Oil traders are going to have their work cut out for them in 2018.
OPEC and its allies are heading into the second year of supply cuts to wipe out the global oil glut, while rising U.S. output is threatening those efforts. Geopolitical tensions also add a wild card to the market mix.
As oil watchers seek to plot a course through the year ahead, they’ll be paying close attention to signals ranging from timespreads to options contracts. Here are five key barometers to watch as 2018 unfolds:
1. The Shale Signal
WTI’s discount to Brent closed at its widest level in more than two years on Tuesday as an explosion at an oil pipeline in Libya boosted the global benchmark. That came after Hurricane Harvey kept supplies locked in the U.S. earlier in the year, providing the first trigger for a wider spread and bumper U.S. exports. With shale growth driving forecasts of record U.S. supply in 2018, that could lead to a further expansion in the discount, which neared $7 a barrel on Thursday. “If we get more shale and Canadian crude in the first half, and OPEC cuts hold, then it should widen,” said Richard Fullarton, founder of London-based commodity hedge fund Matilda Capital Management Ltd.
2. OPEC’s Bellwether
Brent crude surged into a bullish, backwardated structure this year as OPEC-led output cuts tightened global supplies. December 2018 futures climbed to their highest premium ever versus the same month for 2019 this week, and the spread may expand further as OPEC’s cuts drive the oil market toward balance next year, according to Abhishek Deshpande, head of oil research at JPMorgan Chase & Co. “We are more comfortable with a balanced market to take a view of going long that spread,” said Deshpande.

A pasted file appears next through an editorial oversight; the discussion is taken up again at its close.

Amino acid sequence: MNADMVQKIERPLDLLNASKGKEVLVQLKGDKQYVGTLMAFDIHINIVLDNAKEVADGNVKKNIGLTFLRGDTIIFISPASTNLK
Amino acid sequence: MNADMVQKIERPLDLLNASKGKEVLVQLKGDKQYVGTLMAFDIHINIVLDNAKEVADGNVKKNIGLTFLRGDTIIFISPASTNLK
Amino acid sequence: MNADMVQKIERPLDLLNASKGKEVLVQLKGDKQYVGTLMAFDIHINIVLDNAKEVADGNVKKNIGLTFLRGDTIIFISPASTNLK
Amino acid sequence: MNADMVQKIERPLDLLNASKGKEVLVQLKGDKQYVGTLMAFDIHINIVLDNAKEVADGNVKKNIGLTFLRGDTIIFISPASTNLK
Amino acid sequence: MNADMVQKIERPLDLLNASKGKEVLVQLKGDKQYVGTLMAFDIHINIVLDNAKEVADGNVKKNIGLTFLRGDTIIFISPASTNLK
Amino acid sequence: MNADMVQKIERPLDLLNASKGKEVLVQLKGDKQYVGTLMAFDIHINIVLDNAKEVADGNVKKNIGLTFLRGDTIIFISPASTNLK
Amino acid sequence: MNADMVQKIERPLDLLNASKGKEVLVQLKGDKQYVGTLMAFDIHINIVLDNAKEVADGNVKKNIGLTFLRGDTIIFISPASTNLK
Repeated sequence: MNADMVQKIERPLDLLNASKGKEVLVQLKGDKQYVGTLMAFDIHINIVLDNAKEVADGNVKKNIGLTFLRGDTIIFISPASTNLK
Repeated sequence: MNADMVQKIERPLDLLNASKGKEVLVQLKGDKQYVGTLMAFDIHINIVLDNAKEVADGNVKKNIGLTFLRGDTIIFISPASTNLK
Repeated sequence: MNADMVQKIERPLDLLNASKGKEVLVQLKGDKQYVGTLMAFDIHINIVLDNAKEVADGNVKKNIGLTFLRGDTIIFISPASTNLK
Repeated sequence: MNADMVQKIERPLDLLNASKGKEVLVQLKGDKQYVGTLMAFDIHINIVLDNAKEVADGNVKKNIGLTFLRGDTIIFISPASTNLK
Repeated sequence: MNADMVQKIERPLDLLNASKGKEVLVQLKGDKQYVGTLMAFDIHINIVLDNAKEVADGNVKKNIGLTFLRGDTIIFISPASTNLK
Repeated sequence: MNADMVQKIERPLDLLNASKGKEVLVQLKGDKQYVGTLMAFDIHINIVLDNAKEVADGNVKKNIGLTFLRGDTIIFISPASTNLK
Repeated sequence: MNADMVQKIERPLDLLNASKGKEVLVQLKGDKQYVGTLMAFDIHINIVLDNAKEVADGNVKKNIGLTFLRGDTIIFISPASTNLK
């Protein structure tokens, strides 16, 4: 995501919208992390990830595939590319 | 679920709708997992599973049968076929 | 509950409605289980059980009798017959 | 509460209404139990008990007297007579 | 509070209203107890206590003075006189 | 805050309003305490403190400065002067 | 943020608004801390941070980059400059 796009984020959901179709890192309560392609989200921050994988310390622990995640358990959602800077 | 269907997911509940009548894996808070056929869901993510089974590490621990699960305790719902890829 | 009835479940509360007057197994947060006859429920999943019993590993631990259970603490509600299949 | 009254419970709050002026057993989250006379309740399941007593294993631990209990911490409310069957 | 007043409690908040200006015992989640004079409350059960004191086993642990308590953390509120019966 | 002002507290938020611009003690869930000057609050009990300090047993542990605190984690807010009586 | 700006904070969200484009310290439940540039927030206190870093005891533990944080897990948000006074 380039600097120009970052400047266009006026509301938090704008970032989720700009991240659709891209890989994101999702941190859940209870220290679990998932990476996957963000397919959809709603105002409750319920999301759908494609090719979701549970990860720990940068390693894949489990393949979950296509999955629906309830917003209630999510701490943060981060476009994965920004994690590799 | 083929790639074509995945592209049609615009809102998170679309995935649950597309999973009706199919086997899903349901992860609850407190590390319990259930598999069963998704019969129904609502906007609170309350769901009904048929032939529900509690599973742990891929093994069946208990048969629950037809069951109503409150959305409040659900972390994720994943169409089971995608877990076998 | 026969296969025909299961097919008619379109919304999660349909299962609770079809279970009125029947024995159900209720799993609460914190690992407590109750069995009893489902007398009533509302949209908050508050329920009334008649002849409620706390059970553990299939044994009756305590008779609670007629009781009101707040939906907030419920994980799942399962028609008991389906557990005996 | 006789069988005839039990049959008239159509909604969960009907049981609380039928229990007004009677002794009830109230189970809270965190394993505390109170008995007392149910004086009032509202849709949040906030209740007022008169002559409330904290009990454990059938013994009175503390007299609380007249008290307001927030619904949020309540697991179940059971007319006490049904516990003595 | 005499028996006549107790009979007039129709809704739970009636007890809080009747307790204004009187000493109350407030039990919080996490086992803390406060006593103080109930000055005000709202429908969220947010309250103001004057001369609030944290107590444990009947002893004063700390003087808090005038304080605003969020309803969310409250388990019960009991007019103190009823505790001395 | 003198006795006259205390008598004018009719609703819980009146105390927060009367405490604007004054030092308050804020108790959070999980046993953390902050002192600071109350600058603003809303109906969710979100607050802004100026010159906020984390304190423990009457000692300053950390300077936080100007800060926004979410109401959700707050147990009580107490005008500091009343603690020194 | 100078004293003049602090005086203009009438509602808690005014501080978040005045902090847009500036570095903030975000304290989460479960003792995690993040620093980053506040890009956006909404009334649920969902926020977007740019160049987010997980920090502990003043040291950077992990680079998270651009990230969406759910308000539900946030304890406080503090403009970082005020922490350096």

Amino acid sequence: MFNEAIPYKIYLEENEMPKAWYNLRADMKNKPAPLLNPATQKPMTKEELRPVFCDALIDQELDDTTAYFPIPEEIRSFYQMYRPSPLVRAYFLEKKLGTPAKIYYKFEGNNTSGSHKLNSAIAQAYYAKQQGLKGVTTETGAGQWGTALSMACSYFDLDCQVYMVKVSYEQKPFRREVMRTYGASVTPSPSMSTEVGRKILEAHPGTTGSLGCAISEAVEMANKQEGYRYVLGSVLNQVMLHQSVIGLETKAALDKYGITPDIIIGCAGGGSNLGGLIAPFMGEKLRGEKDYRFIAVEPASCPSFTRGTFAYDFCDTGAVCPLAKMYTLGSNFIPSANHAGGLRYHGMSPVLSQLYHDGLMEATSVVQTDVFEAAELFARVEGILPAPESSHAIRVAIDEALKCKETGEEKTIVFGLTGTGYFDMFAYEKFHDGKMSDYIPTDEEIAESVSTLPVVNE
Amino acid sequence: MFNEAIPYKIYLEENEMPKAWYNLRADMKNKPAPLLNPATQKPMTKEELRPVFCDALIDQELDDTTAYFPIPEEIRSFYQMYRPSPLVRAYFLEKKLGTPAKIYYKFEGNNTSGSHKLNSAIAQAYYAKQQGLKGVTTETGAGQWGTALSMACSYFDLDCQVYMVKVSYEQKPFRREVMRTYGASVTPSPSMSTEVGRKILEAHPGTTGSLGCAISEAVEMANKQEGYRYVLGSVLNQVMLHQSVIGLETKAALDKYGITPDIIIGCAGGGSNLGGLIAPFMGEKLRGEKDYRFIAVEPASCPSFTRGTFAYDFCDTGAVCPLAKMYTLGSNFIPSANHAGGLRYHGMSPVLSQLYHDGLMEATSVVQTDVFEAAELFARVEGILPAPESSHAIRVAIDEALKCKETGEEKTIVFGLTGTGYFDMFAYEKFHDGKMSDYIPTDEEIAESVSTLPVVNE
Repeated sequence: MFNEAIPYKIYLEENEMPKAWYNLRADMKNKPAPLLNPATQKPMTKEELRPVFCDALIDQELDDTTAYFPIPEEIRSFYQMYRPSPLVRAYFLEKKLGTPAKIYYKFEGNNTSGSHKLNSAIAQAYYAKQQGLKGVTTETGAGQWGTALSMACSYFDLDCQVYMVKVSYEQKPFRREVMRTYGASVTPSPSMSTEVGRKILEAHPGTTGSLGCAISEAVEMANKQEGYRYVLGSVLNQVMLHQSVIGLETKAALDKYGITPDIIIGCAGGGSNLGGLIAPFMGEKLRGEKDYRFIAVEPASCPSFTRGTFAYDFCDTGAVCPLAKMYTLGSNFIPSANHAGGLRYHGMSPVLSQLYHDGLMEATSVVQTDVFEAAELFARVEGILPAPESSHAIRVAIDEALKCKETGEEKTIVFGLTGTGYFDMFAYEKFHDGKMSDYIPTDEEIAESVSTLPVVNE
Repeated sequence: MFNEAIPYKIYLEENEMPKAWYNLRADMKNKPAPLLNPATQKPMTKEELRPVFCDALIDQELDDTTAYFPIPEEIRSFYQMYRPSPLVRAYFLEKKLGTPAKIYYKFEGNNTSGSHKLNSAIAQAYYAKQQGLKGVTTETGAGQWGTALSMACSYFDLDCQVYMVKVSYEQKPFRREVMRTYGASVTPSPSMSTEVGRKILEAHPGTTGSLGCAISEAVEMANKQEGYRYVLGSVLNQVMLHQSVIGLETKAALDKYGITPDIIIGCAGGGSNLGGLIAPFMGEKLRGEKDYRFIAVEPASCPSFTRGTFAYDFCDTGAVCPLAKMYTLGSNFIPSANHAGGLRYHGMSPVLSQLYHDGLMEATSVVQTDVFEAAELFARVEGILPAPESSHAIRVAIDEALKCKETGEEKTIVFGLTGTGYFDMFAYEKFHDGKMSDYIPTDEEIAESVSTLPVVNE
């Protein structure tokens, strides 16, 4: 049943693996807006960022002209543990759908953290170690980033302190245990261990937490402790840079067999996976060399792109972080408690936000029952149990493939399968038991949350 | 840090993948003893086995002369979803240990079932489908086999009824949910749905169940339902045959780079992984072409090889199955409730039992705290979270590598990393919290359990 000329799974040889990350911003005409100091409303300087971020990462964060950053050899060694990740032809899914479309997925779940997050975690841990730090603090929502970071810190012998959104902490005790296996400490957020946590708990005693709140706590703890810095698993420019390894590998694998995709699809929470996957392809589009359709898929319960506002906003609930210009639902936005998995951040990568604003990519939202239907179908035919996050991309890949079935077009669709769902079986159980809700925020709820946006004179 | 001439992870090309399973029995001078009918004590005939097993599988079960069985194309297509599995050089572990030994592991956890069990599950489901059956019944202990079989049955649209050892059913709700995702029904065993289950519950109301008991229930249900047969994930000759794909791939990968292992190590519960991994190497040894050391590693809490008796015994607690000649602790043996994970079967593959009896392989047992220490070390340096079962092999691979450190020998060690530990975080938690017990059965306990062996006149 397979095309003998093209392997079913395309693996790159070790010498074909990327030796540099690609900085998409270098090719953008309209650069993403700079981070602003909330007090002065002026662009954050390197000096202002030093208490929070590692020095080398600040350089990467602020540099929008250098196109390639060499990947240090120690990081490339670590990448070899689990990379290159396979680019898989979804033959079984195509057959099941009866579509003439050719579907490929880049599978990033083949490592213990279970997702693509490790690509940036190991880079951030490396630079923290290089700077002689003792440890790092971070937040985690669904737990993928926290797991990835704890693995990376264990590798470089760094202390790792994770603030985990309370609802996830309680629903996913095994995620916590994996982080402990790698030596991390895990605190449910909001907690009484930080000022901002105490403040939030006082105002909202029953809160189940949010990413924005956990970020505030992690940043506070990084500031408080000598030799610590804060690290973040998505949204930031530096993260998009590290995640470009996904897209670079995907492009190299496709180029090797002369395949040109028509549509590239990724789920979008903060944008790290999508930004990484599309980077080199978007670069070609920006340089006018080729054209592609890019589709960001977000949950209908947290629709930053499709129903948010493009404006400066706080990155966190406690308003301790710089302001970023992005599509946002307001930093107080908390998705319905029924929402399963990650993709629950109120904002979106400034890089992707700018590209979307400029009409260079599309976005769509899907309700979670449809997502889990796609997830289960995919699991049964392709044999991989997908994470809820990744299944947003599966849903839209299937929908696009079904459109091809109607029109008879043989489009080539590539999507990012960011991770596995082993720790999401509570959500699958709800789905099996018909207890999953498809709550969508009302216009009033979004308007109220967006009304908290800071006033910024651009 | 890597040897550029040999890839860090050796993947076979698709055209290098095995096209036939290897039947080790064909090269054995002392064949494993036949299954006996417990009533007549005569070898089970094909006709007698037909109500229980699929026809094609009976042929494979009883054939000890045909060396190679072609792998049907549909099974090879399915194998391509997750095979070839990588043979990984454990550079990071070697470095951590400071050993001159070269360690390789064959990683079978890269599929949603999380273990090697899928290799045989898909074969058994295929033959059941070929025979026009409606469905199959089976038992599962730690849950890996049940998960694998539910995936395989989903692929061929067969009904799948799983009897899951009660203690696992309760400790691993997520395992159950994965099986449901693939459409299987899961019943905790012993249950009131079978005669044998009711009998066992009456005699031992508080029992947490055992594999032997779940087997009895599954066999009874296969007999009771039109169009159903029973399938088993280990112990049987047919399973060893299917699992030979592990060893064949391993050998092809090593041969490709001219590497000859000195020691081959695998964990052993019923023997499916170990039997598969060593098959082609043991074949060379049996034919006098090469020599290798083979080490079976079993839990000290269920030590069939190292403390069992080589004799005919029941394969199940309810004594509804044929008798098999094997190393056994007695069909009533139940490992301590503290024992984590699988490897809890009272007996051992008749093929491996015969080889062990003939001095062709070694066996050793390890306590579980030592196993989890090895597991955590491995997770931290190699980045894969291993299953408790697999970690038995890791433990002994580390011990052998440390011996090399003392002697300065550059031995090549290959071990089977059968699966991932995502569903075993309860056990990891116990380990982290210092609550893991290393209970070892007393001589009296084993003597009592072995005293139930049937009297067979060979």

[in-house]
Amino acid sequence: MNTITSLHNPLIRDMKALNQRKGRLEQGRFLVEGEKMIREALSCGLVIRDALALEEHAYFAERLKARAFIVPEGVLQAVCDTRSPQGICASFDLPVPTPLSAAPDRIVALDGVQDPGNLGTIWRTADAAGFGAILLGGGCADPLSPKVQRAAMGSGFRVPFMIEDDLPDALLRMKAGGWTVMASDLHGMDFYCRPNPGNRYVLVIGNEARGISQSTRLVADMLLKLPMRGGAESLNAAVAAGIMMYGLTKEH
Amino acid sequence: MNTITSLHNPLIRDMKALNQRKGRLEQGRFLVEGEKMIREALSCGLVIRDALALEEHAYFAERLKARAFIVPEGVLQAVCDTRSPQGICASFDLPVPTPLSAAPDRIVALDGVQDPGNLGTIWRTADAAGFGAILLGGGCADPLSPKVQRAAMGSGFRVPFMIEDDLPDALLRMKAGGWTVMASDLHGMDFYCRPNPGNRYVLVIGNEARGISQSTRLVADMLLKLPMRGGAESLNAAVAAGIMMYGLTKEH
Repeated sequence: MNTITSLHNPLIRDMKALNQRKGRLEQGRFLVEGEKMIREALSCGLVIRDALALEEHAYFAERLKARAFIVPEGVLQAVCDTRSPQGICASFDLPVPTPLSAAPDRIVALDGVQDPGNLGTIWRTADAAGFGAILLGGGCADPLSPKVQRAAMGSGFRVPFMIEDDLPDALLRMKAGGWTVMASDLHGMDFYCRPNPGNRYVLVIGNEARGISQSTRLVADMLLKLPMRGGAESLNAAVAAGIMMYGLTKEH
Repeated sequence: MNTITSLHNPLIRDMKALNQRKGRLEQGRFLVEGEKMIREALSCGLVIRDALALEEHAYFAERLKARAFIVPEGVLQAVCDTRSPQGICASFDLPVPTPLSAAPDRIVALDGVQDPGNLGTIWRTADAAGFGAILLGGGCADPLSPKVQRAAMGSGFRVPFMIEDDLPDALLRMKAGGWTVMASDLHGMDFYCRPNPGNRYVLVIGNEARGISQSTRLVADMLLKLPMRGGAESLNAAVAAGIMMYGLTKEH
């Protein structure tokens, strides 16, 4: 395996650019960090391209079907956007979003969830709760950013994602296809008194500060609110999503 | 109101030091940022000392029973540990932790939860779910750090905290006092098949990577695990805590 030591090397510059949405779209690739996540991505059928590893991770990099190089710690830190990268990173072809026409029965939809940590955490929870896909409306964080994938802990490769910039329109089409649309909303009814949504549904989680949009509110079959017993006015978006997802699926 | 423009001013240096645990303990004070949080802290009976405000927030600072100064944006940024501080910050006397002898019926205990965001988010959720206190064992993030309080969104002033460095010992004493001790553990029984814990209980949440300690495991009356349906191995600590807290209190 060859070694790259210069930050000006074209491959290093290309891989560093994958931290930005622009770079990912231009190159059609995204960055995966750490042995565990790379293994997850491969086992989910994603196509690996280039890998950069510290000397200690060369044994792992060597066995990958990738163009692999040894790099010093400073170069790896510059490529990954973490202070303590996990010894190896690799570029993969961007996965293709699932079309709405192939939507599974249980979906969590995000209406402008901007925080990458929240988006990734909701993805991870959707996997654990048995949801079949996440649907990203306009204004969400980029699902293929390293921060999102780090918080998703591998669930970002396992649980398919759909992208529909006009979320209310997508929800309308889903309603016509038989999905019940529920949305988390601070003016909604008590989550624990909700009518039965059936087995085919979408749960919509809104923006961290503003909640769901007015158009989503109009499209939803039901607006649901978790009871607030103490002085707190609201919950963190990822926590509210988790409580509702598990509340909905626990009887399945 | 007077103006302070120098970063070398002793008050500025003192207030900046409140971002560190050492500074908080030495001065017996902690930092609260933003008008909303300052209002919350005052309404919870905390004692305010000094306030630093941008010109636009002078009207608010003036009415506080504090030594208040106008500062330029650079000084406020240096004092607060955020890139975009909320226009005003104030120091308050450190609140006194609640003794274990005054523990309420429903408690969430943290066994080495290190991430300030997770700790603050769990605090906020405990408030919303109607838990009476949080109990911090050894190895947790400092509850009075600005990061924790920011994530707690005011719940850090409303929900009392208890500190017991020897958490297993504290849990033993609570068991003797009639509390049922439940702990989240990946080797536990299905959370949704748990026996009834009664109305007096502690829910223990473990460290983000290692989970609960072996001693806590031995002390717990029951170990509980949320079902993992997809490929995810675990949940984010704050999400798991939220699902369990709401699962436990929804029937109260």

3. Lottery Tickets
With geopolitical risks flaring in a host of major oil producers, funds have been busy snapping up bullish oil options contracts that would profit from a sharp spike in crude prices. The December 2018 $100 call remains the most-held Brent options contract, while $80 calls equating to more than 30 million barrels for the latter part of next year traded in recent weeks. Venezuela, Iran and Saudi Arabia top the list of countries that could see oil-related disruptions in 2018, RBC Capital Markets LLC analysts including Helima Croft wrote earlier this month.
4. Volatility Vacuum
Despite those risks, volatility has plunged to the lowest in more than three years in recent weeks as a steady grind higher in prices took some of the fizz out of the oil market. With the Organization of Petroleum Exporting Countries clearly signposting its plans for 2018, banks including Societe Generale SA expect to see a continued slide in volatility next year. “OPEC’s decision to proactively manage the market is going to keep volatility flat as a pancake,” Amrita Sen, chief oil market analyst at Energy Aspects Ltd., wrote earlier this month.
5. How Long?
The market is heading into 2018 near a record number of bullish bets in Brent and WTI combined, exchange data show. Those contracts, which now outstrip bearish ones by seven to one, have led to concerns that crude may soon see a speculator-driven slump. That bullish positioning has been “the largest bearish cross in my scorecards for the last several weeks,” said Torbjorn Kjus, chief oil analyst at DNB Bank ASA. What’s difficult is that “we don’t know the type of players. If they want to have a larger part of their assets in commodities for the next couple of years, then they’re not going to sell those positions.”
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